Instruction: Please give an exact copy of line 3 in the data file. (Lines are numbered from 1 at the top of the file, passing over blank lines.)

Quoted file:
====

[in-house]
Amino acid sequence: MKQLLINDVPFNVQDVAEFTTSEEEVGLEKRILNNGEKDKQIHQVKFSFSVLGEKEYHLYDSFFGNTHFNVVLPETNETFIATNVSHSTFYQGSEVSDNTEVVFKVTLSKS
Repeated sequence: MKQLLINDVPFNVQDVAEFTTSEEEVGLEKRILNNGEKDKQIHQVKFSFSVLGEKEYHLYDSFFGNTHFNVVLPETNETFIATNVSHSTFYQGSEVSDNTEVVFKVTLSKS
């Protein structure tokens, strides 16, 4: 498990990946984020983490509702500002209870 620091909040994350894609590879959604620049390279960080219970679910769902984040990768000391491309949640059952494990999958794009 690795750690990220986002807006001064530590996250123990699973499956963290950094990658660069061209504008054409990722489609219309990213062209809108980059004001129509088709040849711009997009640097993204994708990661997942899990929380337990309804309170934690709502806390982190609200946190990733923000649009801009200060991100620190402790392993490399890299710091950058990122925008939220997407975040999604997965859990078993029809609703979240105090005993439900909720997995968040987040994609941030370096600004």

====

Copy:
Repeated sequence: MKQLLINDVPFNVQDVAEFTTSEEEVGLEKRILNNGEKDKQIHQVKFSFSVLGEKEYHLYDSFFGNTHFNVVLPETNETFIATNVSHSTFYQGSEVSDNTEVVFKVTLSKS